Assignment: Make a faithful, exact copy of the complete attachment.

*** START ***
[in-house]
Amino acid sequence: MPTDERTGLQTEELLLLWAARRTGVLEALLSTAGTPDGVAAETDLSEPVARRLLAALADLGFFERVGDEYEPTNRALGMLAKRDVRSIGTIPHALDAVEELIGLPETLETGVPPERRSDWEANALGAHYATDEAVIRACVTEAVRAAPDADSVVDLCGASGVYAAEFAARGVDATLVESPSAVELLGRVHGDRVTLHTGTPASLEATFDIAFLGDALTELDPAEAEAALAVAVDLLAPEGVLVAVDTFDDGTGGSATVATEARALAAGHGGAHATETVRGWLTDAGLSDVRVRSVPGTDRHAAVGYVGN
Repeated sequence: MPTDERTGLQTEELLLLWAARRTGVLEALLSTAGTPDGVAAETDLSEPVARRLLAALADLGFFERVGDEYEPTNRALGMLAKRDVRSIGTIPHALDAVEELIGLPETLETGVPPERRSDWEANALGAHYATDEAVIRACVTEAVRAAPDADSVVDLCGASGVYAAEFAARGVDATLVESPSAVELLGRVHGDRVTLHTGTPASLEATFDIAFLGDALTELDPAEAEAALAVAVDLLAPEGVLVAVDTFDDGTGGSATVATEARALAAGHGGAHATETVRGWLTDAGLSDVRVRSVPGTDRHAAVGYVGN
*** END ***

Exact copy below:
[in-house]
Amino acid sequence: MPTDERTGLQTEELLLLWAARRTGVLEALLSTAGTPDGVAAETDLSEPVARRLLAALADLGFFERVGDEYEPTNRALGMLAKRDVRSIGTIPHALDAVEELIGLPETLETGVPPERRSDWEANALGAHYATDEAVIRACVTEAVRAAPDADSVVDLCGASGVYAAEFAARGVDATLVESPSAVELLGRVHGDRVTLHTGTPASLEATFDIAFLGDALTELDPAEAEAALAVAVDLLAPEGVLVAVDTFDDGTGGSATVATEARALAAGHGGAHATETVRGWLTDAGLSDVRVRSVPGTDRHAAVGYVGN
Repeated sequence: MPTDERTGLQTEELLLLWAARRTGVLEALLSTAGTPDGVAAETDLSEPVARRLLAALADLGFFERVGDEYEPTNRALGMLAKRDVRSIGTIPHALDAVEELIGLPETLETGVPPERRSDWEANALGAHYATDEAVIRACVTEAVRAAPDADSVVDLCGASGVYAAEFAARGVDATLVESPSAVELLGRVHGDRVTLHTGTPASLEATFDIAFLGDALTELDPAEAEAALAVAVDLLAPEGVLVAVDTFDDGTGGSATVATEARALAAGHGGAHATETVRGWLTDAGLSDVRVRSVPGTDRHAAVGYVGN